Many who've tracked culture & generational change have suggested we'd be in a time of institutional shift. The pandemic accelerated this movement.
Ryan Burge recently offered a graph on Twitter showing generational institutional confidence from General Social Survey data.
We already know at the local church level the challenge of reaching younger generations. In North Georgia most of our communities have an average age of 38, yet the average church will look much more like 65+. Being out of step with the different generations or our communities didn't occur overnight.
The other levels of Church life may be even slower to grasp the new realities. Specifically for the UMC, & likely for other mainline denominations, the challenges of denominational decline, plus the fracturing along social/political issues, on top of the issues of an aging denomination & diminished funding, are all exacerbated by the pandemic.
A decade ago, Lovett Weems wrote about the impending death tsunami, yet in many ways we did little to prepare adequately. Where some institutions may have taken steps of financial preparation & reset for this reality, I'm not sure that we've made as many organizational changes driven by vision, or even generational realities, as much as by financial need. The pandemic has shown our weakness of imagination & adaptation.
Many mainline denominations are theologically & historically complex, yet are also super-institutional. We are often heavy in form & function, keeping the older generations satisfied, while continuing processes from 50+ years ago. From congregation, to annual conference or regional organization, on to the national & international levels, this poses a significant challenge.
I'm reminded of this again as research once more shows that younger generations are spiritual, yet not institutional. I recall Ken Callahan advising our church back in the 90's that the younger crowd are sprinters, & not marathoners like the older gen, when it comes to church involvement, commitment, & institutional loyalty. We were hard pressed back then to develop church programming for sprinters. Today we're still confronted with the need to be a church for sprinters.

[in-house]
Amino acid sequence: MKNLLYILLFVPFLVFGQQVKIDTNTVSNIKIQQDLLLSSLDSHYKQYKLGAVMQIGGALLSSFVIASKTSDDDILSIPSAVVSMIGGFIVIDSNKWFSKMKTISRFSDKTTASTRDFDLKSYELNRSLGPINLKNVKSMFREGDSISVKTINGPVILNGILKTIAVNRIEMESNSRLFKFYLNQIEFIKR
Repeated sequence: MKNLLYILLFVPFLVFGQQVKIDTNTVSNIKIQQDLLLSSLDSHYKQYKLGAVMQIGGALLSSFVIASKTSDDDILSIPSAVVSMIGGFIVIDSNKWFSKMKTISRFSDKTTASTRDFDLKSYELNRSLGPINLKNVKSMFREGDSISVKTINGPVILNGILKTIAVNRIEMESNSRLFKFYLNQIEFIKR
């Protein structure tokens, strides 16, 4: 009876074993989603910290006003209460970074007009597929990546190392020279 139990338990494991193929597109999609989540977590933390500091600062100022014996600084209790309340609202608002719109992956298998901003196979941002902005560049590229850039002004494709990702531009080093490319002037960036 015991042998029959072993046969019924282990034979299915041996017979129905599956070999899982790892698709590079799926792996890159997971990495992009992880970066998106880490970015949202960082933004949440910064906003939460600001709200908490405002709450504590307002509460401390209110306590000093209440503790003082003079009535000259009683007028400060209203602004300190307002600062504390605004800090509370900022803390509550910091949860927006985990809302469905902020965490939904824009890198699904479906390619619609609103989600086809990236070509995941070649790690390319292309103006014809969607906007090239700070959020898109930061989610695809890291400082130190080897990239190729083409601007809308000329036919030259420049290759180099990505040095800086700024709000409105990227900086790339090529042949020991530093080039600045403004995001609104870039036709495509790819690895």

What will church, & Church, look like in the US as we imagine 2025-2050?
I'm sure the under 50 year old crowd- especially those recently outside church coming into the faith family- are the best ones to define worship, discipleship, & witness that help them to follow Jesus. If the church & Church can prioritize substance, & not get hung up by particular style or process, we'll be able to adapt. Relying on more voices to bring life back to our institutions, & create a vitality that meets the needs of today & tomorrow, will be our great task. I'm excited for the younger crowd to take a lead in these matters. That is, as long as they continue to adapt & flex in response to the times, & don't make the same mistakes we've made of creating institutional processes set in stone for 100 years.
If the last 2 years are any indication, then these "Roaring 20's" will continue to be volatile. Unless your prognostications from December 2019 have held up well through pandemic, we do better to reorient church & Church toward essential priorities which excel in engaging the next generation & those outside the church in the whole life of faith.
Church will probably look more like a hybrid blend of both in person & virtual worship, discipleship, & approaches that build up faith conversation & community. Church will look more like a local & global movement of people following Jesus who are adaptive & relationally organized-- or some more chaotic, creative, transformational descriptor of religion than "organized religion" -- which matches with historic, apostolic faith while also flexing to modern generational life.
This will be an exciting time for church despite the challenges of this necessary generational shift!